It’s hard to know which is worse, the lying or the dying. A bacterial infection called C. diff is the No. 1 hospital-infection killer. It kills as many people as AIDS and more people than dreaded Staph infections.
What about the lying? Well, hospital personnel tell patients and families that antibiotics are to blame. The real culprit is inadequate cleaning in hospitals.
C. diff spreads through the hospital on nurses’ uniforms, wheelchairs, bed rails, call buttons and other surfaces. It’s invisible, and it can survive on these surfaces for months. Patients touch unclean objects near their own bed, picking up C. diff on their hands. Then they pick up food with their contaminated hands, and swallow the germ along with their sandwich or apple.
Once in the G.I. tract, C. diff raises havoc, overpowering other bacteria inside your body and causing severe diarrhea. True, you’re especially vulnerable if you’re on antibiotics, but those medicines don’t cause C. diff. The germ you’ve swallowed is to blame.
How virulent is this germ? A patient who goes into the hospital with one problem and then contracts C. diff is 4.5 times as likely to die as a patient hospitalized with the same diagnosis who doesn’t get C. diff. A shocking 9 percent of patients with C. diff don’t survive their hospital stay.
Most patients pick up C. diff in the hospital, or they swallowed the germ during a nursing home stay before getting to the hospital, or they picked it up in a doctor’s office. In all cases, dirty surfaces are to blame.
There’s an answer to this problem. The Mayo clinic reduced C. diff 79 percent in a pilot project by doing one thing: wiping the frequently touched surfaces around patients’ beds once a day with a bleach wipe. Bleach kills C. diff.
You’d think hospitals everywhere would be scrubbing surfaces to duplicate this success. The manpower used to mop floors could be redirected to cleaning surfaces patients actually touch. Rigorous cleaning is needed, because C. diff is encased in a hard shell, which makes it harder to kill on surfaces than the AIDS virus, for example.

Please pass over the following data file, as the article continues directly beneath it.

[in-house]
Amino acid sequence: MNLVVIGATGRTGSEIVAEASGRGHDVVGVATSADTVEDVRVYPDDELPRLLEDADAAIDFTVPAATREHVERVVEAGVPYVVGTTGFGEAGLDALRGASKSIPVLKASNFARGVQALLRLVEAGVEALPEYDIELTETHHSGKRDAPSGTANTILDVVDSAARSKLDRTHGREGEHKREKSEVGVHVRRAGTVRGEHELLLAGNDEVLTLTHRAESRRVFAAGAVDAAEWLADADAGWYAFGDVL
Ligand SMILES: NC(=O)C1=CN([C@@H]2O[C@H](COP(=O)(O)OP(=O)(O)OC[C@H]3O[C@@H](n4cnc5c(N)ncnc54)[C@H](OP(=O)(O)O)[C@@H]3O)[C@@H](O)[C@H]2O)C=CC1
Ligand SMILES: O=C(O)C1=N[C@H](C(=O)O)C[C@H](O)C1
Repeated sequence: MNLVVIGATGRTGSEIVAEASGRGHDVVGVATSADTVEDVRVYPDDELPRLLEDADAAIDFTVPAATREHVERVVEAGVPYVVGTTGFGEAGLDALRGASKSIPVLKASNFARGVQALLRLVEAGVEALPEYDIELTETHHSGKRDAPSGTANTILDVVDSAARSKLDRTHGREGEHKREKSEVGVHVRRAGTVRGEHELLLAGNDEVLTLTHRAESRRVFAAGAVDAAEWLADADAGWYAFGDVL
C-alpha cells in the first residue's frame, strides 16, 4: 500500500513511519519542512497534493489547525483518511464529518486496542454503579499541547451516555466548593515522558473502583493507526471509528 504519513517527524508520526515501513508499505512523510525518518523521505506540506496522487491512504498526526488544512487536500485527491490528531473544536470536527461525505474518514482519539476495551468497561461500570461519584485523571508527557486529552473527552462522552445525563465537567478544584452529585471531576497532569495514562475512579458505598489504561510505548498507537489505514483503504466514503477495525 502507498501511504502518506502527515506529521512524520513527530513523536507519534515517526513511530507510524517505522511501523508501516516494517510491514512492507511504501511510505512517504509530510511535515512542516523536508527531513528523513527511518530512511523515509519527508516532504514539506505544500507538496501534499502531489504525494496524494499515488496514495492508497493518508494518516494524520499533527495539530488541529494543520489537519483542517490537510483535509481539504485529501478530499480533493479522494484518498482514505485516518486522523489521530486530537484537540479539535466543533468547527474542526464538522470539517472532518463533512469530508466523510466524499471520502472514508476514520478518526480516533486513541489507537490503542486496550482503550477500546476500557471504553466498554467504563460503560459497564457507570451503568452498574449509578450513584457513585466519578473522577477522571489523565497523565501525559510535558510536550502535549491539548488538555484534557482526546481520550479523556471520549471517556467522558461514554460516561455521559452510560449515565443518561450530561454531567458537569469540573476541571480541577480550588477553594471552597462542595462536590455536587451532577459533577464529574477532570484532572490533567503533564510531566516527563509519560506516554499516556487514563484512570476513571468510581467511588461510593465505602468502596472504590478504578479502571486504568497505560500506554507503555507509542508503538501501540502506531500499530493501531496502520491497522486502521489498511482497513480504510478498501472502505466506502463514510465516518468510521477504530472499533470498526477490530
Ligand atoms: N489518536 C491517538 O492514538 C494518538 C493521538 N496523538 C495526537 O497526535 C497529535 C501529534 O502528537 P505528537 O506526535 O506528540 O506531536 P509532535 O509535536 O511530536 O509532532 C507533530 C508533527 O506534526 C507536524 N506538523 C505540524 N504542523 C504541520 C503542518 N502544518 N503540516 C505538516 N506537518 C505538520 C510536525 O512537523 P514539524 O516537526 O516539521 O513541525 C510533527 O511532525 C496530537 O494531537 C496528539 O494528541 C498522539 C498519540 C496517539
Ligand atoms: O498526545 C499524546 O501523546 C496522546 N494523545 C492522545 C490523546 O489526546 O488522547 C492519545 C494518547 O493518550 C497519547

Harder to kill on surfaces, but easier to deal with in every other way. It’s a matter of cleaning, not addressing drug addiction or unsafe sex. Keep the surfaces around a patient’s bed meticulously clean, and C. diff can be nearly eradicated.
The Committee to Reduce Infection Deaths donates printed tray cards for hospitals to remind patients to wash their hands before eating and avoid putting their knife and fork on any surface except a clean plate.
If you’re going to the hospital to visit someone, don’t bring flowers or candy. Instead, bring a canister of bleach wipes and a pair of gloves. You could be saving a life.
What else can you do? If you need to be hospitalized yourself, check to see which hospital in your area has the lowest infection rate. You can find out through Medicare’s Hospital Compare website or your own state’s health department website. Thirty-seven states now require hospitals to report their infection rates and disclose them. You can find out more about these reports at hospitalinfection.org.
The reports show that the risk of getting an infection in some hospitals is ten times higher than in others. Yet often people pick a hospital based on convenience, or a friends’ recommendation, or where their doctor practices.
That can be a big mistake. In many hospitals these days, your own doctor is MIA. About three-quarters of hospitals now use hospitalists. Your own doctor won’t be in charge. All the more reason to choose a hospital carefully.
Your life could depend on it.
Betsy McCaughey, Ph.D., is Chairman of the Committee to Reduce Infection Deaths.
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